The video looks like it uses textures to get special post-processing effects, but it could also be using the stencil buffer. The idea is that you're not supposed to tell the different ;)

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No, I know how portals work and all, and I can clearly visualize the difference between a TV and a portal [grin] (look up Portalized [by nullsquared] on youtube, try to stick to the newer than 0.20 videos).

It's just that with a big portal connected to a small portal... you'd have a "small" view stretched over the whole big portal (and vice versa). As if the whole world was scaled up, know what I'm saying? Well, the video explains it better than me, [lol].

So I need a way to "scale up the world" without touching the world itself, since there's _many_ objects in it. Ideas?

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If you already have stencil based portals working then you're 99% there. All you need to do is add a scaling factor to the code that repositions the camera for rendering the scene in the portal. The position of the camera relative to the portal is scaled up or down based on the scale difference. There's nothing tricky about it.

I'll try to illustrate.. Consider the situation where you're looking at "big" portal (size 2u), which looks out of "small" portal (size 1u). Let's say you're 2 units away from the portal and offset to the right by one unit, ie. lined up with the edge of the big portal. Transforming and scaling this to the destination portal puts the new camera position one unit behind the portal and one half unit to the right (your right), Because the portal is half the size. This will make it look like there's a scale change between the portals (the apparent size of the world seen through the portal is doubled).

Switching to a bigger/smaller 3d model when an object passes through is a separate effect, and the possibility of an object stopping halfway through will no doubt lead to interesting problems.

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Quote:
Original post by Fingers_
If you already have stencil based portals working then you're 99% there. All you need to do is add a scaling factor to the code that repositions the camera for rendering the scene in the portal. The position of the camera relative to the portal is scaled up or down based on the scale difference. There's nothing tricky about it.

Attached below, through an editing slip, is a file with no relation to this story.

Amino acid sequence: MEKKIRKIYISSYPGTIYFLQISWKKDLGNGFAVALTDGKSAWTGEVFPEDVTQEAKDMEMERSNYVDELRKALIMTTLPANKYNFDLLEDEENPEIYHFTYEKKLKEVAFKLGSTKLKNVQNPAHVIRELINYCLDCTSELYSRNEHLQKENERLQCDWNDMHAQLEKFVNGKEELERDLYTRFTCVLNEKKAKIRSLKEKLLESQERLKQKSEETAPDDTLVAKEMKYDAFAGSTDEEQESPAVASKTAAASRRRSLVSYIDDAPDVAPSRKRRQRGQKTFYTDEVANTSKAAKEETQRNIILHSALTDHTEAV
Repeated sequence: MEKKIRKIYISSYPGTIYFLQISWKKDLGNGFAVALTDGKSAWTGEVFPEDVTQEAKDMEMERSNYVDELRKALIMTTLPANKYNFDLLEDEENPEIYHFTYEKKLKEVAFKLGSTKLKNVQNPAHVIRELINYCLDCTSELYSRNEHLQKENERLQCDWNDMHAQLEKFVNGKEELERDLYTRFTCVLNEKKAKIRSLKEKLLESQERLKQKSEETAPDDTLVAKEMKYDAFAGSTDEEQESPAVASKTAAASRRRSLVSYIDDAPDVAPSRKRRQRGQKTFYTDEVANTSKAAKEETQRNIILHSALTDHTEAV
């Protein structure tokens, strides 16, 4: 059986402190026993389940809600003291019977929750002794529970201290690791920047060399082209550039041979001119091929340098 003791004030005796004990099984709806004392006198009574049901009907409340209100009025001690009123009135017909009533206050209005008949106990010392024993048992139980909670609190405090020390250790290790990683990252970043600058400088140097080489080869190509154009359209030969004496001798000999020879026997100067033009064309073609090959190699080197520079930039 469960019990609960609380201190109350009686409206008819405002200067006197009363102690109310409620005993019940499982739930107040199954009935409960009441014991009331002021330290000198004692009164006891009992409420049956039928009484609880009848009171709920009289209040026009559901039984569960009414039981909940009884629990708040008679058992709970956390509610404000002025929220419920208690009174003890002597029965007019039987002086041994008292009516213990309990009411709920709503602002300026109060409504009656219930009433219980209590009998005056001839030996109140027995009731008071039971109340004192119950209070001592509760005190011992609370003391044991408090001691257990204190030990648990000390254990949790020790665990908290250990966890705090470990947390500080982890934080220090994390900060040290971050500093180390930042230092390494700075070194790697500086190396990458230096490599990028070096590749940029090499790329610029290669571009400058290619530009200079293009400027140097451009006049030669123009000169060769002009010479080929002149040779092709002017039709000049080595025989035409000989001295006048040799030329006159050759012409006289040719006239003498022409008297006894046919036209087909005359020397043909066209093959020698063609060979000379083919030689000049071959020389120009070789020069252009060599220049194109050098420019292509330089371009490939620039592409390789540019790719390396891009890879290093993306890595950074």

I'll try to illustrate.. Consider the situation where you're looking at "big" portal (size 2u), which looks out of "small" portal (size 1u). Let's say you're 2 units away from the portal and offset to the right by one unit, ie. lined up with the edge of the big portal. Transforming and scaling this to the destination portal puts the new camera position one unit behind the portal and one half unit to the right (your right), Because the portal is half the size. This will make it look like there's a scale change between the portals (the apparent size of the world seen through the portal is doubled).


Thanks a BUNCH! SO SO MUCH! Thanks! [smile] [smile]

For anyone else implementing these types of portals, note that this has to be done in local space (local to the portals). Doing it in global space (what had me stumped for a while [embarrass]) doesn't make sense since the scaling can only be "relative" when the portals are aligned with one another.

Quote:

Switching to a bigger/smaller 3d model when an object passes through is a separate effect,

Already implemented [wink]. It works 100% perfectly, exactly as the video shows it. Except that my portals a so flexible, that you can throw a portal through a portal, and it'll scale accordingly (just like a normal object). Dynamically scalable portals... fun stuff [grin]
Quote:
and the possibility of an object stopping halfway through will no doubt lead to interesting problems.

Meh. Works fine here. Heck, the object even collides on both sides of the portal - size corrected!